Think about how to balance what needs to be done vs what you would like to learn.

In the age of quiet quitting, it may be a good idea to experiment with new assignments rather than just maintaining what you have. This has the potential to open new skills, but could also lead to burnout if you take on too much too fast.

8. Increase your productivity (or get more organized)

Here’s a tip: If you want to increase your productivity, it’s about the system, not exactly the work that you do. Organizing your work in a more efficient way will help you get more done.

There are lots of strategies to do this: Timeblocking, timeboxing, Get Things, the Eisenhower Matrix, the Ivy Lee Method, PARA, MIT.

Then the tools! To-do lists, online planners, daily team check-ins, paper planners, loads of task tracking software.

Whatever it is, find something that works for you personally and then actually do it.

Setting a rhythm for yourself will help you get more done.

When considering what to do, also remember to manage your energy, not just your time.

9. Expand your professional network

You could join an in-person local meetup for programmers, or it could be an online platform.

Being part of the conversation whether through in-person meetings or providing good answers online can help you solidify your own thinking as well become a trusted expert for others.

Eventbrite is a valuable local meetup tool.

But one of the fastest ways to do this is to join LinkedIn or Twitter. You can begin sharing your thoughts and commenting on others. While a tool like Twitter used to be for a variety of topics, if you niche down into a handful of topics, you’ll become more well-known in that particular area, increasing your professional network. You can do the same on LinkedIn.

If that doesn’t jibe with your aesthetics, you can also be active in an online community – Slack, Discord, specific blogs or Substacks– that match your professional interests.

Track your goals with Range

Map your day to day workflow to your goals so you’re always putting the right work first.

Goals in Range is used by teams to create, manage, and track the progress of goals and OKRs.

With Goals in Range, you can:

  • Show how your work ladders up to goals
  • Connect your work to goals with hashtags
  • Attach goals to check-in items keeps you accountable to focusing on the right work
  • Use goal history provides teams with a full view of status updates and progress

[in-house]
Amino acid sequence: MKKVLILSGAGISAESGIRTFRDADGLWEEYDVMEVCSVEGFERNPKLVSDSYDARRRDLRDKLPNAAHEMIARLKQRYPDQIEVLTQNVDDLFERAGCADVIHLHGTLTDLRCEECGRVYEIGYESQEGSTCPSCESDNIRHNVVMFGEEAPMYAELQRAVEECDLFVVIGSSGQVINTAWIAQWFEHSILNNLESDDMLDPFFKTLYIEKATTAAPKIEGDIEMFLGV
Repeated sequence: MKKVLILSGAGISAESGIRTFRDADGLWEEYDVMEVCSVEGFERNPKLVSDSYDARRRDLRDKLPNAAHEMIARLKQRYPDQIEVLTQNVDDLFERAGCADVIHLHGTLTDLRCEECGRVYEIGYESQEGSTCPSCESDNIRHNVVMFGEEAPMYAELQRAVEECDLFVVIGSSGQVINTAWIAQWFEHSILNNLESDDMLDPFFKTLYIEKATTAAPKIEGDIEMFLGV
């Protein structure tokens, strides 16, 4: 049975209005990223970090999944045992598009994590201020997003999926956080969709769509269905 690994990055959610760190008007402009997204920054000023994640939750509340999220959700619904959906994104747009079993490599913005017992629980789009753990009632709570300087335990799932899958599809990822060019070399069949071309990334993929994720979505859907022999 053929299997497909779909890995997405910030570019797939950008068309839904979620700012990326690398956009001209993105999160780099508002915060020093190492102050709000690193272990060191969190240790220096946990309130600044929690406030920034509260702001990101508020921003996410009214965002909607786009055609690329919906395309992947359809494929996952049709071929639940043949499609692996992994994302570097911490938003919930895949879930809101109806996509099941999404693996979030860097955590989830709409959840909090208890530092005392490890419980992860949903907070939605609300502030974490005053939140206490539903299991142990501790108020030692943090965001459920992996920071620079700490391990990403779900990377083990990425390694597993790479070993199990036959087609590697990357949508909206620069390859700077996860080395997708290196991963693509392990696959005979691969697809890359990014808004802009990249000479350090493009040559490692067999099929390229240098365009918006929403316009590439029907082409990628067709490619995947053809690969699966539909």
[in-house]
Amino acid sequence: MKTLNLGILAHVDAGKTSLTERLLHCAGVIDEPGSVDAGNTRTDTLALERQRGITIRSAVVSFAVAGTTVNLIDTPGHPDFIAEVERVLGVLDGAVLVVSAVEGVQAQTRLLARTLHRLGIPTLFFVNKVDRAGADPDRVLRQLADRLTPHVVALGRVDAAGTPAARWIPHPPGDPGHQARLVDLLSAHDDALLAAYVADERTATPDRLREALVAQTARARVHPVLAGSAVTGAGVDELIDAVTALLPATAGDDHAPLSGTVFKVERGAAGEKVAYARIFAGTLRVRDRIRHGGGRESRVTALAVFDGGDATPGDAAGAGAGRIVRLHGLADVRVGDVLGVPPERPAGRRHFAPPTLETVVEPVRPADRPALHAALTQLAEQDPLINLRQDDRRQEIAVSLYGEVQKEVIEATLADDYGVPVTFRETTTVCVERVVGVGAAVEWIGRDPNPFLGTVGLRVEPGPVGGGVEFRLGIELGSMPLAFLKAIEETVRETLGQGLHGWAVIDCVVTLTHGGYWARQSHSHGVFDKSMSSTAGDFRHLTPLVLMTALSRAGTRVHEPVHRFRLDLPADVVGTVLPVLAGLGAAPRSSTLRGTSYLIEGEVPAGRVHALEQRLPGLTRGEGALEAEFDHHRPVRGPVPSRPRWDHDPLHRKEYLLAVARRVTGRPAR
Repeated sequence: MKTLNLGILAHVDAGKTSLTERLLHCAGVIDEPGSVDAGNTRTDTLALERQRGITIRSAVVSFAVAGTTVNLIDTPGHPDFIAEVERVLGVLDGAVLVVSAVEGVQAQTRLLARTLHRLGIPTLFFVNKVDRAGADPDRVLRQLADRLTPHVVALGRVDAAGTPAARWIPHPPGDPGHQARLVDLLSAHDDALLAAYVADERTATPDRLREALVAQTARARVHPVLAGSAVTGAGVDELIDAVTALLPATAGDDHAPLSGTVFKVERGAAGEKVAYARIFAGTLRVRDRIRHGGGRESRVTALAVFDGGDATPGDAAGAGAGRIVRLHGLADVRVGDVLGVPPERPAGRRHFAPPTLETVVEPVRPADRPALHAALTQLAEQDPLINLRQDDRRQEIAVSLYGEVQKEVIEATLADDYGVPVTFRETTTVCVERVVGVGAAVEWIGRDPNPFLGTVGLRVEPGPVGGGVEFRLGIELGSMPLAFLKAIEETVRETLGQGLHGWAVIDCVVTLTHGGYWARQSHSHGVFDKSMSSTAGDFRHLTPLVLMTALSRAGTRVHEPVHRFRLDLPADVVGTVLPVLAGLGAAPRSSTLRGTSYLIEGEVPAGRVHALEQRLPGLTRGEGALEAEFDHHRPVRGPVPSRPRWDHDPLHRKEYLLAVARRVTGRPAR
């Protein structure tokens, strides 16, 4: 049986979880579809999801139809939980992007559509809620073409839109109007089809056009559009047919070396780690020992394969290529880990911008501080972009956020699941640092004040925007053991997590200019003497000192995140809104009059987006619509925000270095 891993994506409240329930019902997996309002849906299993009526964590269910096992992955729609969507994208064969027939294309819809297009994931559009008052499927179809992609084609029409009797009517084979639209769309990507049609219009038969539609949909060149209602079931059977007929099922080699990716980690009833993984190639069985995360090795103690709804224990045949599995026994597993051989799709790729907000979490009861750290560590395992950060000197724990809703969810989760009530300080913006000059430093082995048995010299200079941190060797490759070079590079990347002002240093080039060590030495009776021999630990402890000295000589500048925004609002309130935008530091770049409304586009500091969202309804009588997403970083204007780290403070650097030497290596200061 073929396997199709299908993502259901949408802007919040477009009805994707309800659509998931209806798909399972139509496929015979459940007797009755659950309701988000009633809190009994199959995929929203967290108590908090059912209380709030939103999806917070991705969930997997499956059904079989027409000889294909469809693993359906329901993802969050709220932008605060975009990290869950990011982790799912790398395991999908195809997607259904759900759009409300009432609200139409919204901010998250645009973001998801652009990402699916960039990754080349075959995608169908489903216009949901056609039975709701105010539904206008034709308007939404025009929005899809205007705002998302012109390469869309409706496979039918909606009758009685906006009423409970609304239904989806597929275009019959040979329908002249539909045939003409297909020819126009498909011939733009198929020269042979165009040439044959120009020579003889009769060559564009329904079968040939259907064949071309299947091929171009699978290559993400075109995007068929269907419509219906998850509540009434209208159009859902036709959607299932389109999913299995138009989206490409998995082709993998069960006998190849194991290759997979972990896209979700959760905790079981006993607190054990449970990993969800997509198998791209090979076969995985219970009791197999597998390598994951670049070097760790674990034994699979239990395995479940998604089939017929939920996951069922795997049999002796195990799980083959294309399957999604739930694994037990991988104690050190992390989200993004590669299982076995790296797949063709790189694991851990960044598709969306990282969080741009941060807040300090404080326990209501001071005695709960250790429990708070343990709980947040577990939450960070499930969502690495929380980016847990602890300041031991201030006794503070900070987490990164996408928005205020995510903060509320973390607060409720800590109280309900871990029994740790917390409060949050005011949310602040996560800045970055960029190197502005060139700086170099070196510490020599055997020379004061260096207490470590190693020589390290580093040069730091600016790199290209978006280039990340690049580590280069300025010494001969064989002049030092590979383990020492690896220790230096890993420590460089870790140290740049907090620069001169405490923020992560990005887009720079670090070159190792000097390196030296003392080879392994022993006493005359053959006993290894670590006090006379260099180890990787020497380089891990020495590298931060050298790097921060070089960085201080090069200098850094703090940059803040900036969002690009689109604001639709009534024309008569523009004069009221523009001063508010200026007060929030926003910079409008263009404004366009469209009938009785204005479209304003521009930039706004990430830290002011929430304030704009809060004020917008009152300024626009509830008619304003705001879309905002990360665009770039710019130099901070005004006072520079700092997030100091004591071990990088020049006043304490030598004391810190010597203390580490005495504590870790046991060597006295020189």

⭐️ Put your goals at the forefront of decision-making

⚡️ Start with Range today.

Professional Goals for Work FAQs

Your questions answered

What is a performance goal? Show/hide the answer

A performance goal is a specific, measurable, attainable, relevant, and time-bound goal that is used to track and improve employee performance. While performance goals can be set for individuals or teams, they are most effective when they are aligned with the organization's overall strategy.

When setting performance goals, it is important to keep in mind the SMART goal-setting framework: specific, measurable, attainable, relevant, and time-bound.

This will ensure that your performance goals are clear, achievable, and aligned with your company's objectives. Performance goals can help to improve employee engagement and motivation while also providing a way to measure and track progress. When used effectively, performance goals can be a powerful tool for driving business success.

What's the difference between a personal goal and a professional development goal? Show/hide the answer

Personal goals are objectives that an individual sets for themselves in order to achieve personal growth and development. Professional development goals, on the other hand, are objectives set by an individual in order to improve their skills and progress in their career. While personal goals can be set at any time, professional development goals are often set as part of an annual performance review or during a goal-setting session with a boss or supervisor.

Goal setting is an important part of both personal and professional development. When setting goals, it is important to be realistic and specific.

For example, rather than setting a goal to “get in shape,” it would be more effective to set a goal to “lose 10 pounds by May 1st.” This type of specific, measurable goal is more likely to lead to success than a general goal.

Personal and professional goals can overlap, but it is important to maintain a balance between the two.

For example, a personal goal might be to “spend more time with family and friends,” while a professional development goal might be to “earn a promotion by the end of the year.” By setting both personal and professional goals, you can ensure that you are working towards a well-rounded development plan.

What's the difference between short-term and long-term goals? Show/hide the answer

When it comes to goal setting, it is important to differentiate between short-term and long-term goals. Short-term goals are those that can be accomplished within a year or less, while long-term goals usually take longer than a year to achieve.

Both types of goals are important for helping you achieve your overall objectives.

Short-term goals can help you stay focused and on track in the short term, while long-term goals keep you motivated and moving forward in the long term. In order to set effective goals, it is important to consider what you want to achieve and how much time you have to devote to achieving it. By clearly defining your goals, you can increase your chances of achieving them.

What are other helpful resources on goal-setting? Show/hide the answer

Range has quite a few articles on goal-setting and goal tracking. These will help your teams:

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9 Professional Goals for Work (Goal Examples for 2023)